A multi-task memory network with knowledge adaptation for multimodal demand forecasting

Document Type

Journal Article

Publication Date


Subject Area

ridership - demand, ridership - forecasting, place - australasia, place - urban, mode - bus, mode - ferry, mode - rail, mode - tram/light rail


Memory neural network, Multimodal, Demand prediction, Knowledge adaptation


Travel demand forecasting is useful for both trip and service planning, and thus is of great importance. Most existing studies focus on demand forecasting for a single mode, while much less attention has been paid to multimodal demand forecasting. This paper develops a multimodal demand forecasting approach, which can learn and utilize information/knowledge from different public transit modes and thus improve the demand prediction of the travel mode with sparse observations (e.g., station-sparse mode). In particular, this study focuses on improving the passenger demand prediction accuracy of the station-sparse mode(s) with the help of the station-intensive mode (i.e., the mode with more sufficient knowledge and intensive station distribution over space). We propose a novel Knowledge Adaptation with Attentive Multi-task Memory Network (KA2M2) in order to utilize closely-related demand patterns from the station-intensive mode for demand forecasting of the station-sparse mode(s). Specifically, we first design a memory-augmented recurrent network for enhancing the ability to capture the long-and-short term demand information and storing the extracted temporal knowledge of each transit mode. Then, we develop and integrate an attention-based knowledge adaptation module to adapt relevant information from the station-intensive source to the station-sparse source(s). The experimental results on a real-world dataset collected from the Greater Sydney area covering four public transport modes (bus, train, light rail, and ferry) demonstrate that the proposed approach consistently outperforms a number of baseline methods and state-of-the-art models. Our findings also illustrate that incorporating information/knowledge from multimodal trip records can enhance the demand forecasting accuracy for station-sparse modes.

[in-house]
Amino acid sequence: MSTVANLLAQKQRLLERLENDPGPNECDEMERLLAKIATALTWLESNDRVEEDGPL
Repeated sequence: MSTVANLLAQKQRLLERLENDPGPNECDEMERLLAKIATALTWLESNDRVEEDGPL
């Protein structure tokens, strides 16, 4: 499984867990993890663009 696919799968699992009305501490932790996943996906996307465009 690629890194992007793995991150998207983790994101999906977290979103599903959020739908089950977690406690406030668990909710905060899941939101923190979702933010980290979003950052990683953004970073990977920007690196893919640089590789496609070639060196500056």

Permission to publish the abstract has been given by Elsevier, copyright remains with them.


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